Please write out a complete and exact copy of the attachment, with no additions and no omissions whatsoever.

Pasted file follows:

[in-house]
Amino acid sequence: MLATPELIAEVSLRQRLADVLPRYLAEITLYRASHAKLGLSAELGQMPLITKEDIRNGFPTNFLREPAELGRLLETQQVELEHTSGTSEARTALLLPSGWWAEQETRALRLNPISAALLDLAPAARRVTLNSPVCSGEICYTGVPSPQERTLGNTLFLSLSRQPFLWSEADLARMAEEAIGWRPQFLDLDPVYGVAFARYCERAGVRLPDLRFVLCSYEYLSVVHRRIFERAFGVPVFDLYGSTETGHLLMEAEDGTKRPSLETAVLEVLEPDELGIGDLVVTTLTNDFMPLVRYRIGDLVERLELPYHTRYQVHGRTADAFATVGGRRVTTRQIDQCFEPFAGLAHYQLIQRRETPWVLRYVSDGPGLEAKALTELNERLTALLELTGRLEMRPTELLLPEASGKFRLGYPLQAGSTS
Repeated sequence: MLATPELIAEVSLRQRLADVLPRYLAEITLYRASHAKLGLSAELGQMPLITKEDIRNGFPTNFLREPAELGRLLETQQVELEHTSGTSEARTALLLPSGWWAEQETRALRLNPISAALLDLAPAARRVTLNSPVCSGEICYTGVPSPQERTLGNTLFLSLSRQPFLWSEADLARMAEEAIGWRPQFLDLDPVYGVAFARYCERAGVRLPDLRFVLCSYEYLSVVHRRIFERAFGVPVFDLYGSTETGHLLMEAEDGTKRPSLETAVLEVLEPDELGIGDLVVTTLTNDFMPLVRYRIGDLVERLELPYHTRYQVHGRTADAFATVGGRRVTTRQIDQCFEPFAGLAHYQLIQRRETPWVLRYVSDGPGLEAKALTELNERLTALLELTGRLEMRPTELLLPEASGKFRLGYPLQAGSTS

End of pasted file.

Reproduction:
[in-house]
Amino acid sequence: MLATPELIAEVSLRQRLADVLPRYLAEITLYRASHAKLGLSAELGQMPLITKEDIRNGFPTNFLREPAELGRLLETQQVELEHTSGTSEARTALLLPSGWWAEQETRALRLNPISAALLDLAPAARRVTLNSPVCSGEICYTGVPSPQERTLGNTLFLSLSRQPFLWSEADLARMAEEAIGWRPQFLDLDPVYGVAFARYCERAGVRLPDLRFVLCSYEYLSVVHRRIFERAFGVPVFDLYGSTETGHLLMEAEDGTKRPSLETAVLEVLEPDELGIGDLVVTTLTNDFMPLVRYRIGDLVERLELPYHTRYQVHGRTADAFATVGGRRVTTRQIDQCFEPFAGLAHYQLIQRRETPWVLRYVSDGPGLEAKALTELNERLTALLELTGRLEMRPTELLLPEASGKFRLGYPLQAGSTS
Repeated sequence: MLATPELIAEVSLRQRLADVLPRYLAEITLYRASHAKLGLSAELGQMPLITKEDIRNGFPTNFLREPAELGRLLETQQVELEHTSGTSEARTALLLPSGWWAEQETRALRLNPISAALLDLAPAARRVTLNSPVCSGEICYTGVPSPQERTLGNTLFLSLSRQPFLWSEADLARMAEEAIGWRPQFLDLDPVYGVAFARYCERAGVRLPDLRFVLCSYEYLSVVHRRIFERAFGVPVFDLYGSTETGHLLMEAEDGTKRPSLETAVLEVLEPDELGIGDLVVTTLTNDFMPLVRYRIGDLVERLELPYHTRYQVHGRTADAFATVGGRRVTTRQIDQCFEPFAGLAHYQLIQRRETPWVLRYVSDGPGLEAKALTELNERLTALLELTGRLEMRPTELLLPEASGKFRLGYPLQAGSTS